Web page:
A customer may access the information stored in the customer's WM Wallet via any number of mechanisms that allow the customer to uniquely identify himself to the WM Wallet system 100. For example, a cell phone or a universal-type card, such as a credit card or other form factor, e.g. a key fob, may be used. In general, any medium for storing a unique identifier for the customer and any corresponding means for conveying that unique identification to the WM Wallet system 100 (e.g., optical, magnetic or RF readers) may be used. In addition to or as an alternative to conveying a unique identification, a customer may provide authentication information such as a PIN number, a password or some form of biometric identification to gain access to the information stored on the central WM Wallet database/service 102.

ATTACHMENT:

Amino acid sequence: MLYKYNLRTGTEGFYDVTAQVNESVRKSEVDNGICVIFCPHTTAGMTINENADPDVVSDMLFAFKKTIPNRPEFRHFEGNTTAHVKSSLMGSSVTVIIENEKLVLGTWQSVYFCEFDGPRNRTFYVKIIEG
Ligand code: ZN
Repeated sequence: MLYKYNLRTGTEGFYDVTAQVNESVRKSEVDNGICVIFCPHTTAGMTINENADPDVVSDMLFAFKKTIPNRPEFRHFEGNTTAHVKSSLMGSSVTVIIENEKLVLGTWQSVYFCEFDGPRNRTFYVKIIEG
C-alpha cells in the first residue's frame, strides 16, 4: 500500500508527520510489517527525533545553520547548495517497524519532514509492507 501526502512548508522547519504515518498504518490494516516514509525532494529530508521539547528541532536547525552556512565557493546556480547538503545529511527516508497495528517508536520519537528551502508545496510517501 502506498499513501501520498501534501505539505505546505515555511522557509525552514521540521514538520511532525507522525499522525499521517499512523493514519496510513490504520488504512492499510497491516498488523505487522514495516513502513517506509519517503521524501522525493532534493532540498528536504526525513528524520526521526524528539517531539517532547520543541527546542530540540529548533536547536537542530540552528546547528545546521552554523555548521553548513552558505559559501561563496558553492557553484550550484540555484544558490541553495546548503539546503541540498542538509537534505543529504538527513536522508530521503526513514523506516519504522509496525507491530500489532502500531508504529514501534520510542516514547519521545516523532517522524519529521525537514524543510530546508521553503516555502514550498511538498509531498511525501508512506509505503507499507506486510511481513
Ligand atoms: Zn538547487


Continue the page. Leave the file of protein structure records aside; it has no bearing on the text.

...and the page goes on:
Once a customer establishes an WM Wallet with the retailer, and/or gains access to a pre-set WM Wallet stored in the central database/server 102, the customer may, for example, interact with the customer interaction terminal 104 to conduct any number of customized shopping transactions. That is, a number of different tasks or operations may be performed using an WM Wallet and the WM Wallet system 100. For example, by setting up an WM Wallet, the WM Wallet system 100 may transmit personalized notifications of certain events to the customer. Notifications may be made via any number or mediums such as, for example, by text message, email, voicemail, or some other forms of electronic communication. Notifications may be transmitted to the customer for any number of events including to indicate when the customer's vehicle is ready at the retailer's associated car servicing area, when photographs are ready from a photo lab, when a prescription is ready at the pharmacy, when an on-line order is ready to be picked up, or when an order is ready at the deli.